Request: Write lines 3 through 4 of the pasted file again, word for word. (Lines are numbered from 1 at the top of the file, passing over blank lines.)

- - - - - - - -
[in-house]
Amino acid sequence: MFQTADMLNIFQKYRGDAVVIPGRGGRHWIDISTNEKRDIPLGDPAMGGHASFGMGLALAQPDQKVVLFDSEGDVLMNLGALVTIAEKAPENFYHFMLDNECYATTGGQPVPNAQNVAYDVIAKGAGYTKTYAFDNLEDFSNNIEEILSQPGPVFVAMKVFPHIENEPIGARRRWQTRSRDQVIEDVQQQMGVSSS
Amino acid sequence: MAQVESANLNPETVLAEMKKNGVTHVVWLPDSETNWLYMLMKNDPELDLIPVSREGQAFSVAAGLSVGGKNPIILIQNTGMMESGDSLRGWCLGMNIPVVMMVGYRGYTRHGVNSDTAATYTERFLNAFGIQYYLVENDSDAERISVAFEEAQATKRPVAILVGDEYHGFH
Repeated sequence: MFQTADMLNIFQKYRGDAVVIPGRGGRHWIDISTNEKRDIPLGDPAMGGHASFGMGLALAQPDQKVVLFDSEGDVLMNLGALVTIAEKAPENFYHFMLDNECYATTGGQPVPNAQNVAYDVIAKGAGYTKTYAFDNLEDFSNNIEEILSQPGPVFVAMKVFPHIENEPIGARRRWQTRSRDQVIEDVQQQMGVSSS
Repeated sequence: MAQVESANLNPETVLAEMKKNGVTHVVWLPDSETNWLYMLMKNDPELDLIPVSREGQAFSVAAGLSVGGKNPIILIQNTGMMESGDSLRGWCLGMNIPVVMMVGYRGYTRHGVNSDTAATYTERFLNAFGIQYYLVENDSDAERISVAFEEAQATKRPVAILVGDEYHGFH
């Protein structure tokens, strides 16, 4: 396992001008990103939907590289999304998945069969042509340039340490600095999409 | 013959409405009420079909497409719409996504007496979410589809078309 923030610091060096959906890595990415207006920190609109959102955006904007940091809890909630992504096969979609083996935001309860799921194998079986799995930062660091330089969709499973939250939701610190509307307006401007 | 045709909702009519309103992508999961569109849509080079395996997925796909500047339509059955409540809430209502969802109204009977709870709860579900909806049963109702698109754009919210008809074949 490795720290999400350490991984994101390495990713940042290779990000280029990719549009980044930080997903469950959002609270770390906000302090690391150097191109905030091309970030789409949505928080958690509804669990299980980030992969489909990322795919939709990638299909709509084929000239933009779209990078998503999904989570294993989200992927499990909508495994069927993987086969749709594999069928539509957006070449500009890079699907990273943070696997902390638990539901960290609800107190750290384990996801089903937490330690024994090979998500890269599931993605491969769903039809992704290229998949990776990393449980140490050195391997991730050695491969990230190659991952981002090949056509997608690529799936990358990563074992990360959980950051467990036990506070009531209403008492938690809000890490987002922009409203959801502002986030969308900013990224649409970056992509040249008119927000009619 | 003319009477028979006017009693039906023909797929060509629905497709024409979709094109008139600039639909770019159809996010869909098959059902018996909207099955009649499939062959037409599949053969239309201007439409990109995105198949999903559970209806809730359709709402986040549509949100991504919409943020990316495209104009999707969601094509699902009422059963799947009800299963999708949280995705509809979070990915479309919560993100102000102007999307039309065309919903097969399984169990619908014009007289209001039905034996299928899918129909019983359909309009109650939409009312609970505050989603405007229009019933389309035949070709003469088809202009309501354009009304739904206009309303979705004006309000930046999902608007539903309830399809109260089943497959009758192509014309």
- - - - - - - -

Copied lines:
Amino acid sequence: MAQVESANLNPETVLAEMKKNGVTHVVWLPDSETNWLYMLMKNDPELDLIPVSREGQAFSVAAGLSVGGKNPIILIQNTGMMESGDSLRGWCLGMNIPVVMMVGYRGYTRHGVNSDTAATYTERFLNAFGIQYYLVENDSDAERISVAFEEAQATKRPVAILVGDEYHGFH
Repeated sequence: MFQTADMLNIFQKYRGDAVVIPGRGGRHWIDISTNEKRDIPLGDPAMGGHASFGMGLALAQPDQKVVLFDSEGDVLMNLGALVTIAEKAPENFYHFMLDNECYATTGGQPVPNAQNVAYDVIAKGAGYTKTYAFDNLEDFSNNIEEILSQPGPVFVAMKVFPHIENEPIGARRRWQTRSRDQVIEDVQQQMGVSSS